Love Itoya is channelling Aretha Franklin and Afrobeat for a new generation

As The Blues Kitchen celebrates its 15th anniversary, HUNGER catches up with rising star Love Itoya to discuss her infectious performances at the iconic venue.

As The Blues Kitchen celebrates its 15th anniversary, it’s rising star Love Itoya that’s taking centre stage. Since opening in 2009, The Blues Kitchen has blessed Londoners’ with over 100,000 hours of live music performances. Now a staple destination in the capital, the iconic venue is loved for it’s Southern-style BBQ food, cocktails, and infectious performances from up-and-comers of the music world. One of those characteristically Blues Kitchen performers comes in the form of Greek-Nigerian singer Love Itoya — a resident musician of The Blues Kitchen for nearly 2 years, Itoya sings energetic renditions from the world of blues, funk and soul multiple nights a week. Her journey as an artist has been shaped not only by her supportive family, but the diverse musical influences that have inspired her along the way. From the blues music introduced to her by Koko Taylor to the empowering sounds of Lauryn Hill and Rihanna, Itoya has crafted a sound that is uniquely her own.

On Friday the 19th of July, The Blues Kitchen will honour performances like Itoya’s – as well as everything the venue has loved and shared over the last 15 years – with an extra special birthday party featuring a line-up of the most iconic bands that have graced their stage over the years. Meanwhile, also in celebration of the anniversary, the venue have also produced a content series featuring Itoya and a selection of other artists who discuss the importance of live music and what it means to them.

Here, HUNGER sits down with Love Itoya to discuss her creative process, personal growth, and the empowering message she hopes to share with her audience as she makes her mark on the music scene.

How would you describe your sound in five words?

Powerful, representational, raw, empowering and relatable.

What is it about working with The Blues Kitchen that encapsulates who
you are as an artist?

I’m so thankful that people from all over the world are able to see my passion, and that I get to share it with them. When people tell me how much I inspire them or how my show made their night, I feel very grateful and blessed.

How has your Greek-Nigerian heritage influenced your music?

It’s the way I move, sing, speak, and the way I view things. My heritage has shaped me in a lot of ways — most of all, it’s made me picky about the sound I want to create. I want people to feel represented when they hear my music. I refer to myself as a melody creator because I’m inspired by the melodies before I even write the lyrics. I believe that melodies allow listeners to connect with music and understand where someone is from. I also place a lot of emphasis on sharing the Edo and Esan tribe roots of my parents with the world.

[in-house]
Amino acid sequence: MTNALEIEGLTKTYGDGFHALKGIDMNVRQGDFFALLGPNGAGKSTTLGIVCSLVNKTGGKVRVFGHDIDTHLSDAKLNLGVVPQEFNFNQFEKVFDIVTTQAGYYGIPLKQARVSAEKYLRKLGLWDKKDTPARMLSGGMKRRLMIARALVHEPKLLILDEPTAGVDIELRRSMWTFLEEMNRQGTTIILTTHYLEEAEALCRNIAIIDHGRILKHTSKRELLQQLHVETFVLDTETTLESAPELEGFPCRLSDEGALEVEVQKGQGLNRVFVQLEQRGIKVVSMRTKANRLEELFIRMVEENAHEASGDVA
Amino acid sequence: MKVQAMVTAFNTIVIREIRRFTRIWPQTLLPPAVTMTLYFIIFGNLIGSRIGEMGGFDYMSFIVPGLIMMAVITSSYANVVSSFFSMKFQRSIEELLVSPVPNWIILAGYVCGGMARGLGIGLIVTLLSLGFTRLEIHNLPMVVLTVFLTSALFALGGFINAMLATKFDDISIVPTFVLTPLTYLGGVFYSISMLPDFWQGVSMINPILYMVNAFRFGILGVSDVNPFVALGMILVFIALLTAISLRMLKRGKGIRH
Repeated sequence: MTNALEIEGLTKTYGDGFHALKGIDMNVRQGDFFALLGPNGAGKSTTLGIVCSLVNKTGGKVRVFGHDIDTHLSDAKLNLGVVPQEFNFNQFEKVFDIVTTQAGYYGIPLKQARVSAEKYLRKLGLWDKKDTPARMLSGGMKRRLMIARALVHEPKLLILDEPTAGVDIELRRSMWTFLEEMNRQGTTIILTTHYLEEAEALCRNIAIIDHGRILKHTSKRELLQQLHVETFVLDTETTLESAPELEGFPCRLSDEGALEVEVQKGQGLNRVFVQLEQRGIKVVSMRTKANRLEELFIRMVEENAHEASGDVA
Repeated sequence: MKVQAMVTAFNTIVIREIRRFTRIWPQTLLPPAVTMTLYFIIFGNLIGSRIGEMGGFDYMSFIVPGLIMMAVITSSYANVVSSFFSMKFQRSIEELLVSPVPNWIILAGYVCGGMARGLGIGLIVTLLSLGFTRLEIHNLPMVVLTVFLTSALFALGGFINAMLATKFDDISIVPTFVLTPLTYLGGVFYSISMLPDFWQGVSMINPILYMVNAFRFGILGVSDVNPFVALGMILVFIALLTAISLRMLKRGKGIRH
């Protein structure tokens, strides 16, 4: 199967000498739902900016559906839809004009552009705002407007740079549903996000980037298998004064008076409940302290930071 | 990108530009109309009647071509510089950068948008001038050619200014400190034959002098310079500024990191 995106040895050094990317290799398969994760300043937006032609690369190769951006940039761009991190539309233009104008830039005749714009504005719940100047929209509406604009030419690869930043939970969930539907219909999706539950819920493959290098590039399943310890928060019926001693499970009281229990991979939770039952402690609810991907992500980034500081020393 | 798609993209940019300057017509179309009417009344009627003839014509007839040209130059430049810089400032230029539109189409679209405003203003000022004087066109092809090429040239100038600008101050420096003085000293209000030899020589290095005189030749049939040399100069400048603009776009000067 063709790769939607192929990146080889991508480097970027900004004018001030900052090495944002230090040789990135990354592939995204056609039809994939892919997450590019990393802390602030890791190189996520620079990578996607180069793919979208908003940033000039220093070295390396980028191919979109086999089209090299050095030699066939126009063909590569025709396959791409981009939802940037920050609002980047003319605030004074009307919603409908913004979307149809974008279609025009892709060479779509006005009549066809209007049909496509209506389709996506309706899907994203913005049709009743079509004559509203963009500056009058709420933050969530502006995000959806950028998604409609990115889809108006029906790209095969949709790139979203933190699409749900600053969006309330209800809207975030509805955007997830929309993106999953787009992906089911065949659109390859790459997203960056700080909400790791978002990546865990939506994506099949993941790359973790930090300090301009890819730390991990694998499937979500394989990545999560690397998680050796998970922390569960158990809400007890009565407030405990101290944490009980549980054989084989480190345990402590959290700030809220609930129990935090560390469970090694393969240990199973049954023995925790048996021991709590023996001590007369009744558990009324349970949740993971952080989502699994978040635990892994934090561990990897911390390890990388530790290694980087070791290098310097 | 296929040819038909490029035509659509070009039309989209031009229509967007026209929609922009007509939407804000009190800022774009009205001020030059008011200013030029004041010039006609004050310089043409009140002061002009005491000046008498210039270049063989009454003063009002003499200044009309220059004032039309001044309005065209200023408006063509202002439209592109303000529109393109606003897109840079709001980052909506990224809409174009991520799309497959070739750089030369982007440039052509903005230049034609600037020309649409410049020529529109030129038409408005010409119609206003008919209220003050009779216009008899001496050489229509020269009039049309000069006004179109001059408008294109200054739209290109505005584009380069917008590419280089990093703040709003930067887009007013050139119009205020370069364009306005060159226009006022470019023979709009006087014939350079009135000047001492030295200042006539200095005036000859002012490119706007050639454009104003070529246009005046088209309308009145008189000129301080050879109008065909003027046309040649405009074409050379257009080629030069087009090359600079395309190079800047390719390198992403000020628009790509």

Your performances at The Blues Kitchen can be anything from funk, to soul, to blues. Is there one that you gravitate towards most? Why is that?

Soul — I adore Soul music. My soul godmother, as I like to call her, Aretha Franklin, has always inspired me. She helped me realise the potential in my voice, and when I sing, it makes me feel at home.

How would you describe your current creative process?

Having the right people around to support and believe in what I’m doing has made my current creative process very stress-free. It’s inspirational and easygoing. London has also inspired me a lot.

What role does performing at The Blues Kitchen play in that evolution?

Having the opportunity to perform on that stage allows me to further develop and explore my musical skills. It keeps things exciting for me, because I’m challenged to sing in so many various genres and styles. The best teacher an artist can have is performance.

What would you hope for someone to take away from your music?

Confidence in being their true selves, and the encouragement to never give up. Comfort in knowing that they are not alone, particularly when it comes to mental health issues. Self-Love, healing, and normalising vulnerability.

Growing up, was your family supportive of you making it as a singer?

Since the beginning – and even when I wanted to give up – my family has supported my music career. My father would be at every performance. And my mother, who’s my hairdresser, will always style my hair in a way that reflects my true self, because she understands that’s how I express myself. Colours are my brand. My brother, Life Itoya, who’s also an amazing music artist, is my choreographer and creative director. He always goes above and beyond to help me in this really competitive music industry. And my sisters inspire me by giving their honest feedback on anything I create. I have a team here. I was born into a family that loves music, and I’m really grateful for that.

Your shows are always super energetic and infectious. What’s behind that? It would be so easy to say, just stand there and sing.

My mother is my inspiration — she taught me how to dance, and I combine that with the voice God gave to me and my dancing skills. Also, I don’t just listen to music and stand there. I let the beat carry my feet away. When I dance I’m in my own world.

Who are your biggest influences?

Most people don’t know this, but Koko Taylor is one of my biggest influences. She introduced me to blues music. And the list goes on… Lauryn Hill, Blu Cantrell, Beyoncé, Aretha Franklin, Rihanna.

You need to get a party going. What song are you putting on?

‘Anybody’ by Burna Boy. 

Are there any other sounds or genres you want to experiment with in the future?

House music, neo soul, reggae. Hopefully I’ll make soulful funk album.

WriterAmber Rawlings